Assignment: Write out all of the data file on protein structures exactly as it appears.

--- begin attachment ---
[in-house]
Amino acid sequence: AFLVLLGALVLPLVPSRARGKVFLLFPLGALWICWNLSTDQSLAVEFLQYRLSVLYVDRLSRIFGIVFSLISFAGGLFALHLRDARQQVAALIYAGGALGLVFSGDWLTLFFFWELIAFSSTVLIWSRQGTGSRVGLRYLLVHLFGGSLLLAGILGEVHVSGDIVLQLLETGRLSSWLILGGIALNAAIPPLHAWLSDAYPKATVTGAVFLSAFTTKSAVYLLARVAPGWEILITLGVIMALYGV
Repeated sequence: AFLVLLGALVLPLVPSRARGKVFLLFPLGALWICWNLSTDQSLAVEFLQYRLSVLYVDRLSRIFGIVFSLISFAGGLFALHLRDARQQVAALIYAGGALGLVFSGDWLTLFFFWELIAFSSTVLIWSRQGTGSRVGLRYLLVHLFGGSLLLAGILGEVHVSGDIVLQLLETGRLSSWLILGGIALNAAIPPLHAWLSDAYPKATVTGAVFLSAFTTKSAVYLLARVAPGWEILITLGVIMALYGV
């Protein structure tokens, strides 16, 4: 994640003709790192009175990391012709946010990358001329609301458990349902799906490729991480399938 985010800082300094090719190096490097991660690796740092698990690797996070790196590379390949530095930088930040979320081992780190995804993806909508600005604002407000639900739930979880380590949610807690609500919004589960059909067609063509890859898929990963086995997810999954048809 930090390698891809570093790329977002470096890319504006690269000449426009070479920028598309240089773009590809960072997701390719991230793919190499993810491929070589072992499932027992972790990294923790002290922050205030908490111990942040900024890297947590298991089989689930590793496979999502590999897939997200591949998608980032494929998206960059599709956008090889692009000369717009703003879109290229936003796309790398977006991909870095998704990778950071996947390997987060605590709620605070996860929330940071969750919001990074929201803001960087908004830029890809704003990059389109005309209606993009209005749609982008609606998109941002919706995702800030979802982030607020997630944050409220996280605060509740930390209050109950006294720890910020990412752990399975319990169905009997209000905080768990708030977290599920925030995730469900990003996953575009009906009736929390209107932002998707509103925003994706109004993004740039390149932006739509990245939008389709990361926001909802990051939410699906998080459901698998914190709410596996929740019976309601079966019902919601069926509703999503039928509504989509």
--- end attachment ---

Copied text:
[in-house]
Amino acid sequence: AFLVLLGALVLPLVPSRARGKVFLLFPLGALWICWNLSTDQSLAVEFLQYRLSVLYVDRLSRIFGIVFSLISFAGGLFALHLRDARQQVAALIYAGGALGLVFSGDWLTLFFFWELIAFSSTVLIWSRQGTGSRVGLRYLLVHLFGGSLLLAGILGEVHVSGDIVLQLLETGRLSSWLILGGIALNAAIPPLHAWLSDAYPKATVTGAVFLSAFTTKSAVYLLARVAPGWEILITLGVIMALYGV
Repeated sequence: AFLVLLGALVLPLVPSRARGKVFLLFPLGALWICWNLSTDQSLAVEFLQYRLSVLYVDRLSRIFGIVFSLISFAGGLFALHLRDARQQVAALIYAGGALGLVFSGDWLTLFFFWELIAFSSTVLIWSRQGTGSRVGLRYLLVHLFGGSLLLAGILGEVHVSGDIVLQLLETGRLSSWLILGGIALNAAIPPLHAWLSDAYPKATVTGAVFLSAFTTKSAVYLLARVAPGWEILITLGVIMALYGV
């Protein structure tokens, strides 16, 4: 994640003709790192009175990391012709946010990358001329609301458990349902799906490729991480399938 985010800082300094090719190096490097991660690796740092698990690797996070790196590379390949530095930088930040979320081992780190995804993806909508600005604002407000639900739930979880380590949610807690609500919004589960059909067609063509890859898929990963086995997810999954048809 930090390698891809570093790329977002470096890319504006690269000449426009070479920028598309240089773009590809960072997701390719991230793919190499993810491929070589072992499932027992972790990294923790002290922050205030908490111990942040900024890297947590298991089989689930590793496979999502590999897939997200591949998608980032494929998206960059599709956008090889692009000369717009703003879109290229936003796309790398977006991909870095998704990778950071996947390997987060605590709620605070996860929330940071969750919001990074929201803001960087908004830029890809704003990059389109005309209606993009209005749609982008609606998109941002919706995702800030979802982030607020997630944050409220996280605060509740930390209050109950006294720890910020990412752990399975319990169905009997209000905080768990708030977290599920925030995730469900990003996953575009009906009736929390209107932002998707509103925003994706109004993004740039390149932006739509990245939008389709990361926001909802990051939410699906998080459901698998914190709410596996929740019976309601079966019902919601069926509703999503039928509504989509």